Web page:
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Wednesday Morning Earthquake Felt In Transylvania - Brevard NC

 

Last updated 12/12/2018 at 3:31pm



Locals shaken awake Wednesday morning can fear not, it was just a little earthquake, hitting 4.4 on the Richter scale.

According to the U.S. Geological Survey, the quake occurred at 4:14 a.m. A second, smaller quake, registering 3.3 on the Richter scale, hit about 15 minutes later.

The quakes’ epicenters were in Decatur, Tenn., a small town located roughly halfway between Knoxville and Chattanooga.

The quakes were felt as far away as Transylvania County and Atlanta, Ga. According to Brevard College Professor of Geology Jim Reynolds, eastern Tennessee is a fairly active seismic zone, but, he said, most of the quakes register in the 3 to low 4 range.

“This is one of two active seismic zones on the East Coast,” he said. “The other is near the St. Lawrence River in Canada. I’m not really sure why the St. Lawrence River is a seismic zone. There’s something funny going on up there.”

Reynolds said the eastern Tennessee seismic zone is pretty well known, with a fault line that runs parallel to the southern Appalachian Mountains. He said that fault line is about 300 to 450 million years old.

He said geologists could tell the age of the rocks in the fault line by the fossils found in them, which are from the Pennsylvanian, or the Carboniferous period. This period of time is characterized by vast swamplands, which produced much of the coal found in the Earth today.

“My guess is closer to 300 million plus or minus a millennia,” Reynolds said.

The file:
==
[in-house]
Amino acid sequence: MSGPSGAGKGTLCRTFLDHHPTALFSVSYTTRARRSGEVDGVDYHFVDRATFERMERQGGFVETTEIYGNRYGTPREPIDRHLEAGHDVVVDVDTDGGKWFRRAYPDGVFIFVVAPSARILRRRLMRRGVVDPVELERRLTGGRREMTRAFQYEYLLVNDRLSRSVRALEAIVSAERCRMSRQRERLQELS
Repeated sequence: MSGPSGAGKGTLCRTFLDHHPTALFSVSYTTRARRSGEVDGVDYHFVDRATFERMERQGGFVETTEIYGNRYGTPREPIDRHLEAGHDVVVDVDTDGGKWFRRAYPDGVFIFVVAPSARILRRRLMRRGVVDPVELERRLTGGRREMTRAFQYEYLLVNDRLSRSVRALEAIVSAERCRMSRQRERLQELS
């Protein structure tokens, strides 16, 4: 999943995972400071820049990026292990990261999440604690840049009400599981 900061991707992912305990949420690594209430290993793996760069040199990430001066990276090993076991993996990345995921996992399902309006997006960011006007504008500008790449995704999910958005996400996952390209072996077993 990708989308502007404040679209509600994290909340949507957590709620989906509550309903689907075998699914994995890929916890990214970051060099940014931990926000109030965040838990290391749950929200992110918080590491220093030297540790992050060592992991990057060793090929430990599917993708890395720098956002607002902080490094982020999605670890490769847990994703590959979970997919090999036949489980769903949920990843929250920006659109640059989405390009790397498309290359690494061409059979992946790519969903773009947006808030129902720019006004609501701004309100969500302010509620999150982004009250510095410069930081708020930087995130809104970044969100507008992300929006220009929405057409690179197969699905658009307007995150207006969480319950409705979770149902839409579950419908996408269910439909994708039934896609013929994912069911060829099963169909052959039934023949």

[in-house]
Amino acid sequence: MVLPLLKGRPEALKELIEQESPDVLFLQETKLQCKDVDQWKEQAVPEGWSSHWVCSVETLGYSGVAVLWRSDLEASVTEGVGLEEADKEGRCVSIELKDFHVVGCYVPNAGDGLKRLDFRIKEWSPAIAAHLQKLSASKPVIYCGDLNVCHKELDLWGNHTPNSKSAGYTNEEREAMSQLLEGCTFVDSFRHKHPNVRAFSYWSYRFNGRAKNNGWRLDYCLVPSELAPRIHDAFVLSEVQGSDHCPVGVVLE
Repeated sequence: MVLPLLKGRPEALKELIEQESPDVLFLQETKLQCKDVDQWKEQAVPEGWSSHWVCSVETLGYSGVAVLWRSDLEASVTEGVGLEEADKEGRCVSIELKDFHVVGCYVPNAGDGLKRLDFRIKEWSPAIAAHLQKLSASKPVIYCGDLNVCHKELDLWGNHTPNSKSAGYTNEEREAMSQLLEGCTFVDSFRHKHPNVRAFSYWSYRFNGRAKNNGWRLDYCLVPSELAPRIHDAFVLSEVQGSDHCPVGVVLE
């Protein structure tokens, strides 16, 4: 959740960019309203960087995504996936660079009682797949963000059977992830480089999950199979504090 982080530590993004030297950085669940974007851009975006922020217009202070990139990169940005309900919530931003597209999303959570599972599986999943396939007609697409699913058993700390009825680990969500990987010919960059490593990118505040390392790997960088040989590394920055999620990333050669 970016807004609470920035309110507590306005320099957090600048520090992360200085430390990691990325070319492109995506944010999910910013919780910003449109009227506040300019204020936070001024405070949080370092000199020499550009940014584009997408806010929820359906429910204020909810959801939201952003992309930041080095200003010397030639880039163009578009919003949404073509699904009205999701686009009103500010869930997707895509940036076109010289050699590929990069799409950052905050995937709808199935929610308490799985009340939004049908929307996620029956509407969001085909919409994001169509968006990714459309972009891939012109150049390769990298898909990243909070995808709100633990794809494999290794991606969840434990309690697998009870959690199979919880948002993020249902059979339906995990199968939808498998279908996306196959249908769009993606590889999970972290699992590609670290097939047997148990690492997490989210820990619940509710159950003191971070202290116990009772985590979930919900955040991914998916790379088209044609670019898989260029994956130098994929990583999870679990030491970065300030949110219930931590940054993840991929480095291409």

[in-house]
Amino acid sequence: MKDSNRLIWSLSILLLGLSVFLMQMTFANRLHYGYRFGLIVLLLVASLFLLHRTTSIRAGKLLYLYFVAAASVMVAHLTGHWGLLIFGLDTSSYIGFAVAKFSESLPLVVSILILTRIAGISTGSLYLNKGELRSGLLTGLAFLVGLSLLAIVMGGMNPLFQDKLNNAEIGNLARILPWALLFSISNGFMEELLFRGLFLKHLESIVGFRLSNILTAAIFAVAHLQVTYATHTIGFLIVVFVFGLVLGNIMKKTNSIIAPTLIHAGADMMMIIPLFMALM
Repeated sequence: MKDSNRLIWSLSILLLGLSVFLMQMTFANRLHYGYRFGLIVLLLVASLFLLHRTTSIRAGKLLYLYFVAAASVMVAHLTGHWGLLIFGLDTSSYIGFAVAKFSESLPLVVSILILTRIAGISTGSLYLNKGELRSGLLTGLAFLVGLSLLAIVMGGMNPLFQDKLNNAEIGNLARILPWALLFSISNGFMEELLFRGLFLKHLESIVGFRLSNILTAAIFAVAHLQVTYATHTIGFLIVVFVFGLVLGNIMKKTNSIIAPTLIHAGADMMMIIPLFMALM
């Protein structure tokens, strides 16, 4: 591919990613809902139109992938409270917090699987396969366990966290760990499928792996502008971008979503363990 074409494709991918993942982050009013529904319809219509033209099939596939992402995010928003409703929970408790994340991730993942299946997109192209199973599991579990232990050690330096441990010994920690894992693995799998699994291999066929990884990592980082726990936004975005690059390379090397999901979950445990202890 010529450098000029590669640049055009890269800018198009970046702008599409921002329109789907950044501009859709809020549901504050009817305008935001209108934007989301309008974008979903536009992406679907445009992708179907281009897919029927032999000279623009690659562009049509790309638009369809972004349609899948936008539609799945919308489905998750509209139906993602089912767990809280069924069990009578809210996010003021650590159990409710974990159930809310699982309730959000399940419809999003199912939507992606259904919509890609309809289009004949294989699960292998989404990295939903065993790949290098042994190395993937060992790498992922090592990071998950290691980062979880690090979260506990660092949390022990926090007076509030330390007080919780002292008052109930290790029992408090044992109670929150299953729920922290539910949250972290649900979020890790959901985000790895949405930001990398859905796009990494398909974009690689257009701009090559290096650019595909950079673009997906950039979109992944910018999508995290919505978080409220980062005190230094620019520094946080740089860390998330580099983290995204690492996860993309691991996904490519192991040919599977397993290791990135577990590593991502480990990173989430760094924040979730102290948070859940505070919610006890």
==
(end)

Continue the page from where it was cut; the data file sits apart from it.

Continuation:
Reynolds said that earthquakes are difficult to predict, even for seismologists. He said these eastern quakes are the result of ancient stress left over from when the Appalachian mountains formed and are probably due to erosion, which, he said, is about a 10th of a millimeter a year. He said some day the internal stress will exceed the pressure of the rocks overlying the fault, but he doesn’t think there will be a big earthquake any time soon. A measured 4.4 earthquake is the amount of energy released, and the destruction from such a quake depends on how close to the epicenter a person or structure might be.

“The Richter scale isn’t a good predictor of damage,” Reynolds said. “It’s just an energy scale, but you can use it to measure how big, or far reaching, the energy was. To assess damage, geologists and seismologists use the Mercalli Intensity Scale. But I haven’t heard of any reports of damage from this earthquake yet.”

Reynolds has been a professor at Brevard College for 20 years, although this is his last year teaching. In that span, he can remember maybe three or four earthquakes. He mentioned the Brevard fault line, which marks the boundary of the French Broad River valley, a huge fault that runs from Stone Mountain, Ga., all the way to Newfoundland, Canada.

“It’s an old tectonic plate boundary that formed initially about 450 million years ago, but it reactivated about 300 million years ago and then again 400 million years ago, but it’s pretty much been quiet since then,” he said. “I’ve heard it called the San Andreas of the East.”

According to Reynolds, there are two major faults in North America: the San Andreas on the West Coast and the Brevard fault line, which changes names a few times as it makes its way North.

“If you hike the trail along the trail heading into Pisgah National Forest from Lowe’s, the rocks go from a light color to black,” he said. “That’s the edge of the fault. The other place I have seen it is at Camp Keystone. If you walk on some of the roads in the camp, you can see the transition from solid rock to shattered rock as you hit the rock zone.”

 
 

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